3 Things Every Investor Thinks About
At Pasadena-based Western International Securities, management works with a virtual army of employed and independent financial advisers serving clients all over the country. Advisers have access to an extensive list of products ranging from annuities to securities to fixed income assets. Each of them walks that thin line between bringing new assets into the company and helping investors reach their financial goals.
Financial advisors work with a full range of clients who need varying kinds of advice depending on their circumstances and goals. To say that a financial advisor will recommend one thing to a specific client and something completely different to another should be obvious. Less obvious to advisors are the thoughts running through clients’ minds.
There are three things every investor thinks about, whether voiced or not. Financial advisors who account for these things in their conversations will find it easier to gain the trust of their clients and develop long-term relationships with them. Advisers who ignore these things tend to have a challenging time building a solid client base.
So, what are the three things every investor thinks about? They can be framed in the following questions:
Can you help me with financial planning?
Low-volume investors are most likely to wonder what kind of advice they are actually getting. Many come into the relationship expecting retirement planning along with investment advice. After all, that’s why they are investing to begin with. However, it does not take long for consumers to realize that most of the advice they are being given is straight up investment advice.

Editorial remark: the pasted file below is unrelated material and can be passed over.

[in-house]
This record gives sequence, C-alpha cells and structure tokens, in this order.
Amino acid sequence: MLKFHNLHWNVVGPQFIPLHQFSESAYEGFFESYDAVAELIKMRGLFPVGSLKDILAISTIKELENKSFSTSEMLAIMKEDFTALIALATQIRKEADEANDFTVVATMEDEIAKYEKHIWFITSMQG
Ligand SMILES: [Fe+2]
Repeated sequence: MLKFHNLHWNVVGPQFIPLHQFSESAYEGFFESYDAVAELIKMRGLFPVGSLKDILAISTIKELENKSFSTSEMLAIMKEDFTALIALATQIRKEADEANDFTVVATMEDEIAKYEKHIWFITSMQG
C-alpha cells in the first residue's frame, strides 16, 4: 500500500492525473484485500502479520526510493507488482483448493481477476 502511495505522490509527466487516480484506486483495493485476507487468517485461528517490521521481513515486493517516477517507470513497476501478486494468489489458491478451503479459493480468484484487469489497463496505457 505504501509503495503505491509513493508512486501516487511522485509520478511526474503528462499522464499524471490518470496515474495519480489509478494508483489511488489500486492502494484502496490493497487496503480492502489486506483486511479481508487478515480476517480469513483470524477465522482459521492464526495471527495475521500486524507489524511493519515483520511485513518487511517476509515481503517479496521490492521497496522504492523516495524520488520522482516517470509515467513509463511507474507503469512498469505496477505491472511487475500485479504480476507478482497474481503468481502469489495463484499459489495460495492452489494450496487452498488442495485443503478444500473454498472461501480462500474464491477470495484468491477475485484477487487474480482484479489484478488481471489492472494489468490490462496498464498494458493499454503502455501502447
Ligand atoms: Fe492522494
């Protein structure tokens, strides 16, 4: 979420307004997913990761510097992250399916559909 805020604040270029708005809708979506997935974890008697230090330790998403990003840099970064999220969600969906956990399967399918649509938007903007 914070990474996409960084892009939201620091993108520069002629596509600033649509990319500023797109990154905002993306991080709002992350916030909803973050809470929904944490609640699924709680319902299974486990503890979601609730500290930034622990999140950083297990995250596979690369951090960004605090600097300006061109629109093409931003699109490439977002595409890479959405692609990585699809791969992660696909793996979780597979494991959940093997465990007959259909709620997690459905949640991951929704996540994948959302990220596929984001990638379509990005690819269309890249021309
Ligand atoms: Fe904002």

This is not necessarily a problem as long as clients know what they are getting into from the onset. Financial advisors are primarily investment advisors, and clients are okay with that as long as they know up front. If they go into a relationship expecting retirement planning assistance and do not get it, that’s an entirely different matter.
How much am I really being charged?
In the back of every investor’s mind is that nagging question about how much they are being charged for the advice received. Of course, there are all those other fees and charges investors have to worry about. The big problem in many cases is that investors are afraid to voice their concerns. Many will not ask how much they are being charged. Unfortunately, not a lot of financial advisers freely offer that information either.
How do I know I am getting the best advice?
Lastly, investors routinely have doubts about the advice they are getting. They understand that financial advisors are not perfect and that their advice does not necessarily counteract all the volatility inherent to investing. But at the same time, there are always those nagging questions about whether the investor could be doing better or not.
Of the three questions, this one might be most important. Why? Because an investor who gets to feeling that his or her financial advisor is not offering the best possible advice is one who will begin suspecting that individual’s motives. Then it is only a short leap to severing that relationship and looking for a new advisor.
The task for companies like Western International Securities and their financial advisors is to find a way to freely talk about these things without jeopardizing the advisor-client relationship. Clients need to have as much information as possible to maintain confidence in their advisors along with the kind of trust needed to make sound investment decisions in any market.
In the end, it is all about transparency. Investors have questions they may not be willing to actually ask; the best advisers anticipate those questions and preemptively answer them.